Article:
Octopus Books made these pretty broadsides for a poem from Huge Cloudy for release at the final APRIL festival in Seattle. Now available here:
Beginning April 20th I'll be teaching a class on politics and poetry at the Hugo House. A full description is here, and I'm excited to explore contemporary as well as historical examples, beginning with Virgil's Eclogues, in which the shepherds have a complex relationship to Roman politics, but an equal—and not unrelated—devotion to song. Below is an example, translated by Nate Klug in Rude Woods:
"Kings and complex battles–starting out,
I only liked a certain kind of song.
But then Apollo got me by the ear:
A shepherd should keep the flock fat
but his lines refined, like exquisite thread.
So now I woo a rustic muse on this compacted reed.
Don’t worry, General Varus, you’ll find plenty
of poets begging to construct your epics;
it’s simply that I no longer sing
what doesn’t simply come to me."
An early entry in Yannis Ritsos’s Diaries of Exile begins, “Lots of things give us trouble. Lots.” Such directness is common in Ritsos’s work, yet in this collection, recounting his years as political prisoner during and after the Greek Civil War, Ritsos finds particular resistance and solidarity in daily action and observation. Throughout, Ritsos hints at the powerlessness of his position: “If we try to open a door / the wind shuts it.” “I want to compare a cloud / to a deer. / I can’t.” “I want to write Mitsos a poem / not with words / but with yellow lilies.” Yet for every instance in which poem-seems-not-enough, another glimpse at the quotidian arrives with the force of epiphany:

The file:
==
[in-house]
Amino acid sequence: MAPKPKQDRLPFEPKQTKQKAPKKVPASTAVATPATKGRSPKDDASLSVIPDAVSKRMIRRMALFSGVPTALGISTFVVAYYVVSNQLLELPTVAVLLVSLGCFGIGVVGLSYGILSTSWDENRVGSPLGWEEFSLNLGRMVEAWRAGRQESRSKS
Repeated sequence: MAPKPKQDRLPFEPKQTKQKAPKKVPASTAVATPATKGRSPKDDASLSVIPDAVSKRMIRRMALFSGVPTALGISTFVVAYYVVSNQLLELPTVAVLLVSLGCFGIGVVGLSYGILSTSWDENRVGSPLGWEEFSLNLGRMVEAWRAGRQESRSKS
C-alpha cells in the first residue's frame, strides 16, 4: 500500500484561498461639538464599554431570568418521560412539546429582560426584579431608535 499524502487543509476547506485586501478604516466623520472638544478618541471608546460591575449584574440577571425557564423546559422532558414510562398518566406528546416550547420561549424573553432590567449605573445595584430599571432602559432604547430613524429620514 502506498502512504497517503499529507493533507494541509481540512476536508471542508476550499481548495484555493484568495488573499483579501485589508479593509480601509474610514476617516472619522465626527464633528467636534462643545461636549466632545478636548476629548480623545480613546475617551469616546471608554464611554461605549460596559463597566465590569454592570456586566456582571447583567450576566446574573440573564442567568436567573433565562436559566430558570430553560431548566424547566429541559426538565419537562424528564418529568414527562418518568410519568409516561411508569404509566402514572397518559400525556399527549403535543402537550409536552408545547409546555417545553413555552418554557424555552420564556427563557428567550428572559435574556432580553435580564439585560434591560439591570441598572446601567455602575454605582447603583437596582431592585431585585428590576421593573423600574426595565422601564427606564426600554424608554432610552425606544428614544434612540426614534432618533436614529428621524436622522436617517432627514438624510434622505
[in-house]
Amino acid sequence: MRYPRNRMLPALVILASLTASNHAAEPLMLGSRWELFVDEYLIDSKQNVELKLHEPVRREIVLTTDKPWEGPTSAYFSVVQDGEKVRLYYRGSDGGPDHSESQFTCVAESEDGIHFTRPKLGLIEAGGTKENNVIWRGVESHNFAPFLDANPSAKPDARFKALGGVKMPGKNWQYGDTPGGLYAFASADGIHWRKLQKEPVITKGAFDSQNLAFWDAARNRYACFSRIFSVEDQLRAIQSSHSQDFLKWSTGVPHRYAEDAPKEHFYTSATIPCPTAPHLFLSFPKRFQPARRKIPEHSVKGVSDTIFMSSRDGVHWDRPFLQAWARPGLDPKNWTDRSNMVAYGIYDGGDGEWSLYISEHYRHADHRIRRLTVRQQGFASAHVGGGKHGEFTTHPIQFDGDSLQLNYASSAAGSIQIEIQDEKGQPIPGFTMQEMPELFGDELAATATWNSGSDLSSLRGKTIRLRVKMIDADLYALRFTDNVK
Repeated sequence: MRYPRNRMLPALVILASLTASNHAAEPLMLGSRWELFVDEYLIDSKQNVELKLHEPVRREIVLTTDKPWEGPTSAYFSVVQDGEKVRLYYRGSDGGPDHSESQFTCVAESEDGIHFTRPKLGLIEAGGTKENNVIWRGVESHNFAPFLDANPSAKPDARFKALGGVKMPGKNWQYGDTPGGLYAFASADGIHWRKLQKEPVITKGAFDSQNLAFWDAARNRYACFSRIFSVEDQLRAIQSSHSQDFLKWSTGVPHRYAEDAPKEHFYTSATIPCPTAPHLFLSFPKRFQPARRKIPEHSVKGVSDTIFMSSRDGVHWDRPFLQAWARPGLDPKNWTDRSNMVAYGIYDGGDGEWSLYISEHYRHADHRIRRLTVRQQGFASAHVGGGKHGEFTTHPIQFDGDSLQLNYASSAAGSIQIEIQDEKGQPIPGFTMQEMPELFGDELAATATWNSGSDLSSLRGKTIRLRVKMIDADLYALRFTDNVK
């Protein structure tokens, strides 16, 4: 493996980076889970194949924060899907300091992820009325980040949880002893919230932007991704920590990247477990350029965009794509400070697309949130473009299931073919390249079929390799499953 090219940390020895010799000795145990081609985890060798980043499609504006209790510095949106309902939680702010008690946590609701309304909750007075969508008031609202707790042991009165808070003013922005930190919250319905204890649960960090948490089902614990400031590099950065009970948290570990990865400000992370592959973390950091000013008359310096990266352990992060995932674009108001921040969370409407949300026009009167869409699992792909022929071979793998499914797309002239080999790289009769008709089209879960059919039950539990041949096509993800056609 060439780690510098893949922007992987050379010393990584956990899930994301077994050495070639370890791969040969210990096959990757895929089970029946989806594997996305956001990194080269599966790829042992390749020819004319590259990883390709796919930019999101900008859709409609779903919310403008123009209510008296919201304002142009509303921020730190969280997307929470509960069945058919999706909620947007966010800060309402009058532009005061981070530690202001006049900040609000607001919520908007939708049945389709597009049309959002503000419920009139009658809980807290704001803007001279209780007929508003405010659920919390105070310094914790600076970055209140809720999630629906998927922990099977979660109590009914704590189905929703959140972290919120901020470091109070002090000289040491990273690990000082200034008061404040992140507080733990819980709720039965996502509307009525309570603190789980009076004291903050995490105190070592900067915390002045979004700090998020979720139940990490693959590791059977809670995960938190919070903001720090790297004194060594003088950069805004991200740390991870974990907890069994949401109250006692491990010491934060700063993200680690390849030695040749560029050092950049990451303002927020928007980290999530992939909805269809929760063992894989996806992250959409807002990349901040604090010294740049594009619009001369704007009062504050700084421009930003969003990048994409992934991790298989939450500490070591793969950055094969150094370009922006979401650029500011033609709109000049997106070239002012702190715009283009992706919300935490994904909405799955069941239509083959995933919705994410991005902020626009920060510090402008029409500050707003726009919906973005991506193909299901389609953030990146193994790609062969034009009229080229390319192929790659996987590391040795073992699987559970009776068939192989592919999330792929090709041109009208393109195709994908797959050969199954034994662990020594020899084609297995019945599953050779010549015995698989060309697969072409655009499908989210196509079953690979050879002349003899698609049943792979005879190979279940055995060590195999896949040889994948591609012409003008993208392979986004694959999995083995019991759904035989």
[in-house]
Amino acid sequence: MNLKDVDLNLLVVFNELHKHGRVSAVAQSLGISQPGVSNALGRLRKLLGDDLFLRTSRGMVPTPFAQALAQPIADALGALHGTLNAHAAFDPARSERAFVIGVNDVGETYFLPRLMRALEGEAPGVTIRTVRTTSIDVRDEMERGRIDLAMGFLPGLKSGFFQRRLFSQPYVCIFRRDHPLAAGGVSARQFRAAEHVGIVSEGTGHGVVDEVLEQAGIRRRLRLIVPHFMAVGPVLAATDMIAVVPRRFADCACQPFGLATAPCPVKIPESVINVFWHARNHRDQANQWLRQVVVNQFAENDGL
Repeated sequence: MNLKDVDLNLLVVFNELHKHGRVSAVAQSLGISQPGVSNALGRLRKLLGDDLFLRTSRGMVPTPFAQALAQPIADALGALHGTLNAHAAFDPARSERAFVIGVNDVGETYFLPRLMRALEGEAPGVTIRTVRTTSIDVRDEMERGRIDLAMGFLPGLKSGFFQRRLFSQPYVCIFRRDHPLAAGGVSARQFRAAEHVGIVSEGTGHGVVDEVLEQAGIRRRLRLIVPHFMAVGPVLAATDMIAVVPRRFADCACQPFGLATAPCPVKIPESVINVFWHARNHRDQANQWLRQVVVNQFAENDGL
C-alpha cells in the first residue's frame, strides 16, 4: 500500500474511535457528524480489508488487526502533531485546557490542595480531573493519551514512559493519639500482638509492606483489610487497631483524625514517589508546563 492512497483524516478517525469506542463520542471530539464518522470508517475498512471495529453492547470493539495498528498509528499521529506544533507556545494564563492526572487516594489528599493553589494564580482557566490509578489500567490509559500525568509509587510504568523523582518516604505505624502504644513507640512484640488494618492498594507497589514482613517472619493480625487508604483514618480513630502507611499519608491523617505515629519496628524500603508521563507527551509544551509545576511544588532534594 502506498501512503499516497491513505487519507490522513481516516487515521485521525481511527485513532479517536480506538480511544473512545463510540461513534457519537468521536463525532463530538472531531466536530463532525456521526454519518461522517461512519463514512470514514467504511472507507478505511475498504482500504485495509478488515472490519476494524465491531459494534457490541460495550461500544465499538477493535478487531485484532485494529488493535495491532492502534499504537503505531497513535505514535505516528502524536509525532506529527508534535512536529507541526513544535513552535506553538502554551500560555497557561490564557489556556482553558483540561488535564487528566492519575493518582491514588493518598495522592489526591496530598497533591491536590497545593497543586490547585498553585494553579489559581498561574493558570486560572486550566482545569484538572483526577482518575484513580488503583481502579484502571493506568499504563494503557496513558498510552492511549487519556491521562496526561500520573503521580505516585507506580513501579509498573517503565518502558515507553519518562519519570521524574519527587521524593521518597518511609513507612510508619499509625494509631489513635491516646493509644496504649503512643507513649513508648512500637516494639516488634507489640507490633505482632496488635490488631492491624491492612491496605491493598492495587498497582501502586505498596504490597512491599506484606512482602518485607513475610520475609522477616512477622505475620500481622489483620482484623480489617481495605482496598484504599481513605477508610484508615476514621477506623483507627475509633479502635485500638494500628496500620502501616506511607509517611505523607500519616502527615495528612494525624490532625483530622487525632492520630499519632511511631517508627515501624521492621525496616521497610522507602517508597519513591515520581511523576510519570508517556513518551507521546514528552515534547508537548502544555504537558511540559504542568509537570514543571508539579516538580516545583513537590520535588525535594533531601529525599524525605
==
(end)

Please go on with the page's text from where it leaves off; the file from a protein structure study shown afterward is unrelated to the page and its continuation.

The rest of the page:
The three lighted windows
in the closed-up-house.
Was it ours once?
like the light we miss.
In recent years, the island of Limnos, where Ritsos wrote the first two sections of Diaries of Exile, has been the landing point for a fair number of Europe-bound refugees. In one account, a farmer welcomed these new arrivals despite his neighbors’ wariness, explaining: “If they would have seen these people’s eyes, they would have changed their minds in a minute.” Ritsos’s writing is a similar—and timely—testament to the power of intimate vision versus political forces.